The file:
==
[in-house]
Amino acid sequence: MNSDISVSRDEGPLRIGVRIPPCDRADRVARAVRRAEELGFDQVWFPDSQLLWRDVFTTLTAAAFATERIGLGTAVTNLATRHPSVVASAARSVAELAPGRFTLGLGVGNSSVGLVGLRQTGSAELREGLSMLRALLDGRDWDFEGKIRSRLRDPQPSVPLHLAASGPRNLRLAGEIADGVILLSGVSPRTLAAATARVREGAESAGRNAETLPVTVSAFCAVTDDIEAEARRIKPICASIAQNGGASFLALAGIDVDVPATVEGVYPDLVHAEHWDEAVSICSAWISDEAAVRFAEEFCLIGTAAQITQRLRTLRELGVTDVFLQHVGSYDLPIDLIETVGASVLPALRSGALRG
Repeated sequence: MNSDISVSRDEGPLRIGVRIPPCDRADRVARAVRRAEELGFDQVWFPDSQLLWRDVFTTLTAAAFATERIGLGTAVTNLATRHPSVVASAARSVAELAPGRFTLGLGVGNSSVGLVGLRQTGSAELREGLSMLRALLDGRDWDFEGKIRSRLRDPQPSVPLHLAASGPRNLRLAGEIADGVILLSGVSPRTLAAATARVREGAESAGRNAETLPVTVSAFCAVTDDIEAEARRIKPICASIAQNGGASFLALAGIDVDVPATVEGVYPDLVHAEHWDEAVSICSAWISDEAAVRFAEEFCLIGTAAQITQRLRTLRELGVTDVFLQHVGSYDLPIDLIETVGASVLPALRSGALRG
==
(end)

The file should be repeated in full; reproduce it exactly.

[in-house]
Amino acid sequence: MNSDISVSRDEGPLRIGVRIPPCDRADRVARAVRRAEELGFDQVWFPDSQLLWRDVFTTLTAAAFATERIGLGTAVTNLATRHPSVVASAARSVAELAPGRFTLGLGVGNSSVGLVGLRQTGSAELREGLSMLRALLDGRDWDFEGKIRSRLRDPQPSVPLHLAASGPRNLRLAGEIADGVILLSGVSPRTLAAATARVREGAESAGRNAETLPVTVSAFCAVTDDIEAEARRIKPICASIAQNGGASFLALAGIDVDVPATVEGVYPDLVHAEHWDEAVSICSAWISDEAAVRFAEEFCLIGTAAQITQRLRTLRELGVTDVFLQHVGSYDLPIDLIETVGASVLPALRSGALRG
Repeated sequence: MNSDISVSRDEGPLRIGVRIPPCDRADRVARAVRRAEELGFDQVWFPDSQLLWRDVFTTLTAAAFATERIGLGTAVTNLATRHPSVVASAARSVAELAPGRFTLGLGVGNSSVGLVGLRQTGSAELREGLSMLRALLDGRDWDFEGKIRSRLRDPQPSVPLHLAASGPRNLRLAGEIADGVILLSGVSPRTLAAATARVREGAESAGRNAETLPVTVSAFCAVTDDIEAEARRIKPICASIAQNGGASFLALAGIDVDVPATVEGVYPDLVHAEHWDEAVSICSAWISDEAAVRFAEEFCLIGTAAQITQRLRTLRELGVTDVFLQHVGSYDLPIDLIETVGASVLPALRSGALRG